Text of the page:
I’ve been a working mother and a stay-at-home mother and an in-between mother, and different things have driven me totally crazy at different stages. In fact, sometimes I think motherhood is just an ever-shifting landscape of shit that will make you nuts. Right now, I’m in a working-out-of-the-home stage, and I can tell you that there are a few things that are guaranteed to make me flip out. Below, nine things that drive working mothers up the wall.
1. The morning barf. That moment on a Tuesday morning when you’ve got everyone’s coats on, backpacks on, shoes on, and you’re just starting to herd everyone out the door, and someone pukes. Thus begins a frantic round of calculations and discussions on who’s going to stay home, who has the more important meeting that day, and irritable reminders about who stayed home last time—all while mopping up vomit and wrestling a sick kid into bed. Good times.
2. The dentist running late. Working parents do not have a lot of give in their schedule, so when the pediatrician, the mechanic or the hair salon is running late, I swear I can feel my fingers drumming their impatience even when I’m making an effort to remain calm. Because basically this line of questioning starts up in my head: “What do I have next? Can I be late? Whom do I have to text? Is it better to reschedule and have to fit this in again, or to be an hour late to the next thing?”
3. The 8 a.m, or even 9 a.m., meeting. That’s all well and good for people who don’t have a morning that’s a combination of a delicate ballet choreography and an out-of-control slalom down an ice-covered slope. The early meeting might be OK, if the kids cooperate, the bus is on time, and the gods are smiling on us. But generally we’d like to get into work and have a few minutes to get organized and suck back a third cup of coffee before we have to say “Interesting perspective, Jim,” to our idiot colleague Jim.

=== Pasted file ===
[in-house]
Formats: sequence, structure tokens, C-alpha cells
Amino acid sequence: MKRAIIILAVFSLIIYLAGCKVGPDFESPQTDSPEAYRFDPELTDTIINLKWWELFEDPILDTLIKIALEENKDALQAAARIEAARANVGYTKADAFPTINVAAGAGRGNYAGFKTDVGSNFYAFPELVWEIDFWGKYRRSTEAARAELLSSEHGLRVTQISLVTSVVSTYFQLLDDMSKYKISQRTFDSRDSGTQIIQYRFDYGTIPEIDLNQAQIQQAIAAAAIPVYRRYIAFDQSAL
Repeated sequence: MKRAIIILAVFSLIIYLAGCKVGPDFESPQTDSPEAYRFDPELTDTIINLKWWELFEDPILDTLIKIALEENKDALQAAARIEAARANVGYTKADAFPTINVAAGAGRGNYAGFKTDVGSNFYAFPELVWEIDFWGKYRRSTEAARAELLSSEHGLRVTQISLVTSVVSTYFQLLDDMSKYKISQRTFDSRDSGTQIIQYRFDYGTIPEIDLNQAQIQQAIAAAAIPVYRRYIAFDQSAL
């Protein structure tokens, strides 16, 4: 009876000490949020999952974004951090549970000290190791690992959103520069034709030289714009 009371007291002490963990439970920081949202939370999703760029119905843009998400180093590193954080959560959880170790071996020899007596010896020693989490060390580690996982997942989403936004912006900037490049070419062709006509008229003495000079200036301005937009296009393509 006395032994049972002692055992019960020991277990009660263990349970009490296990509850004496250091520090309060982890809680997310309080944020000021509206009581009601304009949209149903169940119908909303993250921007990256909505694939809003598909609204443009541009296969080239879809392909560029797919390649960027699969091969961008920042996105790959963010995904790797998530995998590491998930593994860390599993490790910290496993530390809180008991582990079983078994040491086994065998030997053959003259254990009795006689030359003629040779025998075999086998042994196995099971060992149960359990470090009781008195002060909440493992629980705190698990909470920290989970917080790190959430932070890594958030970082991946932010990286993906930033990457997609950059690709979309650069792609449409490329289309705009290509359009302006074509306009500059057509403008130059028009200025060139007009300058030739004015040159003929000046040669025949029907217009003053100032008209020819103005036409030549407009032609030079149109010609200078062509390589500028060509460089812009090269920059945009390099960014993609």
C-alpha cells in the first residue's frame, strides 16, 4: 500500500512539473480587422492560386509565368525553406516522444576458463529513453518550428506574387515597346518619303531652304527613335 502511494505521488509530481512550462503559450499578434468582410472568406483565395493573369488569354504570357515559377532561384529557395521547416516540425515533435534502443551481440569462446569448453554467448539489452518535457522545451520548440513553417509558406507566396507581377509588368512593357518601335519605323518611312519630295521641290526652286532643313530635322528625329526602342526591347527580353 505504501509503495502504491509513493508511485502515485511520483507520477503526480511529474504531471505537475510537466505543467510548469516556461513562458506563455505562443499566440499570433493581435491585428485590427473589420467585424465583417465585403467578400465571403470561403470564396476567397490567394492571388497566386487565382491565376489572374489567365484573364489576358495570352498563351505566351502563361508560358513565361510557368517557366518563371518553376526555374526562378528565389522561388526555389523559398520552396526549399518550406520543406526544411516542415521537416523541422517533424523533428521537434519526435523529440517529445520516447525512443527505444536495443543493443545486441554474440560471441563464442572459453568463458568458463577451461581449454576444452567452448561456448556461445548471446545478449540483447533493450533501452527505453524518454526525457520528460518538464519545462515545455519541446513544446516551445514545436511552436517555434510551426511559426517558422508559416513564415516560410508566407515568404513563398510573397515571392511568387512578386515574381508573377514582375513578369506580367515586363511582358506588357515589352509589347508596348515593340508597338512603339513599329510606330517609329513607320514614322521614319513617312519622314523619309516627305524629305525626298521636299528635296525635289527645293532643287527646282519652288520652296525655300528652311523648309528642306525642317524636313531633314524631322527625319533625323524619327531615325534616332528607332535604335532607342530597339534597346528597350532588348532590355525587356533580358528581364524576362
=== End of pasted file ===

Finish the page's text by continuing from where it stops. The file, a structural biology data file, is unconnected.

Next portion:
4. The colleague who says, “Can I get an update on that project?” at 4:49 p.m. as you’re setting yourself up for the next day, keeping one eye on the clock, and calculating how fast you can get to the day care if you catch all the lights. Jim, you could have gotten the update an hour ago, but you were busy talking about CrossFit with the obviously totally bored admin assistant.
5. Random days off from school. Thanksgiving and major religious holidays, sure. If I have them off from work, I’m fine with the kids being off. But otherwise it’s a holiday that costs a day’s pay in babysitting.
6. Any kind of outage or breakdown. Cable cut out? Dishwasher on the fritz? Sears give you a window of 8 a.m. to 11 p.m. for repair? You know someone is going to have to stay home to wait for the guy and that someone is you.
7. The disorganized colleague. Most working moms I know are organized to the max, partly because they have to be, to make it all work, and partly because they don’t want to reinforce the scatterbrained working-mom stereotype. (We may feel scatterbrained, but we don’t want to look it.) So when Jim the idiot arrives at a meeting clearly unprepared and talking out of his ass, it makes us, well, want to chuck a laptop at his head.
8. The peanut-butter-to-the-skirt maneuver. I usually try to put on my work clothes at the very last second before leaving. But sometimes I’ll forget something, or a kid will demand another goodbye kiss, and that gives my toddler just enough time to smear his little grubby paws all over my clean work clothes.
9. Whoever ate the last egg, or box of pasta, or the leftover chicken in the fridge. I generally have exactly one idea for dinner, maybe a fast carbonara or some “casserole” made out of leftover hamburger and rice. But when I skid in the door at 5:30 and find that someone ate the one ingredient I really need? Let’s just say I’ve buried some creative curse words in a dish towel as I’ve dialed the pizza place again.
There are a lot of advantages to being a working mother, even when it gets crazy. And for the most part, we manage pretty well—right up until the moment someone pukes.